When the Bishop had presented the prizes, Reverend Mother asked the clergy if they would be kind enough to come and see what was the matter with Mother de Ia Tour's wireless set, as the crystal didn't seem to be working properly and men knew so much more about these things than women. The Bishop said that he knew nothing at all about these newfangled matters, but Monsignor O'Duffy said that he hadn't a brother who kept a wee bicycle shop in Inveraray for nothing. So they all trooped into the parlour and Monsignor O'Duffy put on the earphones and scratched about the crystal right under the portrait of Pope Pius XI who had so recently been elected to the Supreme Pontificate, and Mother de la Tour said, 'C'était vraiment malheureux, mais elle n'y comprenait rien, mais absolument rien du tout.' At first Monsignor O'Duffy said that he could hear nothing. Father Smith felt that it was a pity that one ever heard anything at all on wireless sets, because it seemed to him that new inventions were coming out much too quickly, and that if amusements went on becoming more and more mechanized as they seemed to be doing, people would no longer require to use their intelligence to fill their leisure, and literature, poetry, and the drama would be pop goes the weasel per omnia saecula saeculorum; but he didn't say so, because he felt that it was up to the Bishop. However, when Monsignor O'Duffy said that he thought he could hear a girl singing that 'the roses round the door made her love mother more,' he could contain himself no longer and said almost angrily that it was a pity that the fine inventions of scientific brains should be used for such mean ends and that it advanced people neither spiritually nor culturally that they should be able to hear from Scotland a girl in London debasing family life by singing sugary twaddle about mother-love.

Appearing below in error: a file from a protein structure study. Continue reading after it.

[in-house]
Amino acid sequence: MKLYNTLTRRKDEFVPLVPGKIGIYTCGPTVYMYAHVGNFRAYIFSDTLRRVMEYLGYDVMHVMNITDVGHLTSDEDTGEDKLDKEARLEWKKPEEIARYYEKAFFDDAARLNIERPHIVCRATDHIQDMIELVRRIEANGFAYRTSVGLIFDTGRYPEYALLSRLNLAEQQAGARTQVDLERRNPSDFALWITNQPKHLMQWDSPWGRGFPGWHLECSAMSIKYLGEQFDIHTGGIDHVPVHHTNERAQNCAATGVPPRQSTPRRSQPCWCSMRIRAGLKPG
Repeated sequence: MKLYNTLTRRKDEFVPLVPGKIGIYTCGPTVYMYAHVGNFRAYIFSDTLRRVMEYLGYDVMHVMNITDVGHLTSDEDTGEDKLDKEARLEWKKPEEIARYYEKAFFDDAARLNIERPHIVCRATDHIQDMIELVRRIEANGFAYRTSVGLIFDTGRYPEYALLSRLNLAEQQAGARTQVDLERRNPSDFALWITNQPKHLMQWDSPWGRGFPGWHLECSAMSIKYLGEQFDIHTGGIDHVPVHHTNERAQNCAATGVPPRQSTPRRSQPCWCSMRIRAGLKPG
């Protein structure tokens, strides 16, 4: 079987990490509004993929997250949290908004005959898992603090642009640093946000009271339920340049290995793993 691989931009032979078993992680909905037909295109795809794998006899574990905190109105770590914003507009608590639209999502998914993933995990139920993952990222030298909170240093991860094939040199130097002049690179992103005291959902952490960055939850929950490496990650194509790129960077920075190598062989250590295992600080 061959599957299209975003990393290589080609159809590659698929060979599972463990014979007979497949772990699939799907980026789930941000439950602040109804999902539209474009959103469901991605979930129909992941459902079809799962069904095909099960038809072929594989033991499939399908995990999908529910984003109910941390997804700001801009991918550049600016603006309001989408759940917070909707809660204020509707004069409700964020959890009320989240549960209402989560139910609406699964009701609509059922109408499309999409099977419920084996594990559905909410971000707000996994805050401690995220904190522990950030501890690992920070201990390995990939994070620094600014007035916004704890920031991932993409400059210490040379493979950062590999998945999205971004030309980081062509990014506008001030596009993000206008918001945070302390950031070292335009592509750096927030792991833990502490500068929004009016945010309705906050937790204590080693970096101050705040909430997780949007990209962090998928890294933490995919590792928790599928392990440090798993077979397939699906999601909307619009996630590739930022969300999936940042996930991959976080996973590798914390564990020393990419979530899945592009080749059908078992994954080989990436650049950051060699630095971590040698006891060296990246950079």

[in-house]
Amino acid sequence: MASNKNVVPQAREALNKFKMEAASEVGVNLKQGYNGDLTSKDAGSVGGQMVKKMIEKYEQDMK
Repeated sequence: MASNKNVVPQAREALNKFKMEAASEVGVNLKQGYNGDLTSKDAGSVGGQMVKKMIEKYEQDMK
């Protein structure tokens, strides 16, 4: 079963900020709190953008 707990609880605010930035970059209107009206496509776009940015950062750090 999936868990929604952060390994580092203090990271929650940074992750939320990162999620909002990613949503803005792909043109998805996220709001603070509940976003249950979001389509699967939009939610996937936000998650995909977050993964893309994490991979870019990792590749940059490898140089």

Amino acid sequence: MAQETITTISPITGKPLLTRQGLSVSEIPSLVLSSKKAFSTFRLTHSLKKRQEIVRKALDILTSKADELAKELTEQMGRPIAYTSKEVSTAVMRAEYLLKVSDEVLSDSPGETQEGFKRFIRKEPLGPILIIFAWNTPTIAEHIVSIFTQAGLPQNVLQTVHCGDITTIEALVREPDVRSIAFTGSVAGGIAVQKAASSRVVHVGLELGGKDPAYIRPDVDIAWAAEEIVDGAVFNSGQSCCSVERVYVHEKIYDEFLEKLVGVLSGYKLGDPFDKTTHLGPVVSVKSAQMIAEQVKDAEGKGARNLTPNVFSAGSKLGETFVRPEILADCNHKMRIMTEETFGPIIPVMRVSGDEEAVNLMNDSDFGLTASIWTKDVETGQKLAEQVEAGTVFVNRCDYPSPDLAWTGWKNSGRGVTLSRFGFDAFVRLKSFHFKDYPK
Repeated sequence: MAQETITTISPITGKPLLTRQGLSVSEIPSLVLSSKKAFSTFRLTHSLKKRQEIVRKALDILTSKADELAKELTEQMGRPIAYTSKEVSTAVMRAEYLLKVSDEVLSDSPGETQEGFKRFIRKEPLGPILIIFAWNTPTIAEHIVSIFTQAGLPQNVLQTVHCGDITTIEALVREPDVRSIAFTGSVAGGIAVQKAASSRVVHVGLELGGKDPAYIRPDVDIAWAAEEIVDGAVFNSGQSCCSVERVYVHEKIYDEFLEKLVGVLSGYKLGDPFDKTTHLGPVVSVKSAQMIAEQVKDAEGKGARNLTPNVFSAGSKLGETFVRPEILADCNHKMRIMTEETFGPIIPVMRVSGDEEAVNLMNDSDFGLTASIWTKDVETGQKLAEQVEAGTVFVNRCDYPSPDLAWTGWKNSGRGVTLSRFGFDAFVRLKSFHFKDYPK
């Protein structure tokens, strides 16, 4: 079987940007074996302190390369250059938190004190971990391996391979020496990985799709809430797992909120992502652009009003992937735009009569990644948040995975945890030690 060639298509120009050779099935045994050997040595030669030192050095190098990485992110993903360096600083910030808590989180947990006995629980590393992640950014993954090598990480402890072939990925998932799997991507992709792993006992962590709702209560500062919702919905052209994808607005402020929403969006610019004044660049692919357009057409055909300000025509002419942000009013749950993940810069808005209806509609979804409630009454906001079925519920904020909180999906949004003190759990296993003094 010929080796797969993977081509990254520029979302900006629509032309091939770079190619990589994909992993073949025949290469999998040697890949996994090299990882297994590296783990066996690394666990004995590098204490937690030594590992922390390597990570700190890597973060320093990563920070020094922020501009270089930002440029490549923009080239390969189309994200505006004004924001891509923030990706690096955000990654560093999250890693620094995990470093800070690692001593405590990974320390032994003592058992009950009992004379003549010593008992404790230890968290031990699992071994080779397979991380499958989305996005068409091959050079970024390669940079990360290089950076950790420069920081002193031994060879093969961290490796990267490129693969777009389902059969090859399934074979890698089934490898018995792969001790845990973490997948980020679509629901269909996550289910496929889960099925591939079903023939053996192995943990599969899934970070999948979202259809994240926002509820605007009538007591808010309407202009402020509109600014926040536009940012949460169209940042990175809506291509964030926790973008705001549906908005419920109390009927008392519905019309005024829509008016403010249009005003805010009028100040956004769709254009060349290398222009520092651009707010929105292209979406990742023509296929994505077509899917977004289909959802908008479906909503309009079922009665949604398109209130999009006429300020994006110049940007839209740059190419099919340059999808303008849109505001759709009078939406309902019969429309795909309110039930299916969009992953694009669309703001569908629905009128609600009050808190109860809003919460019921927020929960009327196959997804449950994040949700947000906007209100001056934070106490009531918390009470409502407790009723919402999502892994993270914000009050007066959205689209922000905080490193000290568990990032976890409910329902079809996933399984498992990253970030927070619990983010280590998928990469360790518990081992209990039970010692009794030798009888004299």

Both the clergy and the nuns seemed so surprised by his vehemence that Father Smith hastened to add that he hadn't meant to criticize the nuns for having a wireless set. Reverend Mother said that that was quite all right and that she thought she understood what Father Smith meant. The Bishop said he thought he understood, too, but Monsignor O'Duffy said that all yon blether about culture was much too highfalutin' for him.
Walking back to the presbytery with Canon Bonnyboat, Father Smith thought that he saw Annie Rooney going into a bar with a sailor, but he told himself later that he must have made a mistake, for Annie Rooney had been married to Angus McNab for two years now and always brought her new hat to Mass on Sundays.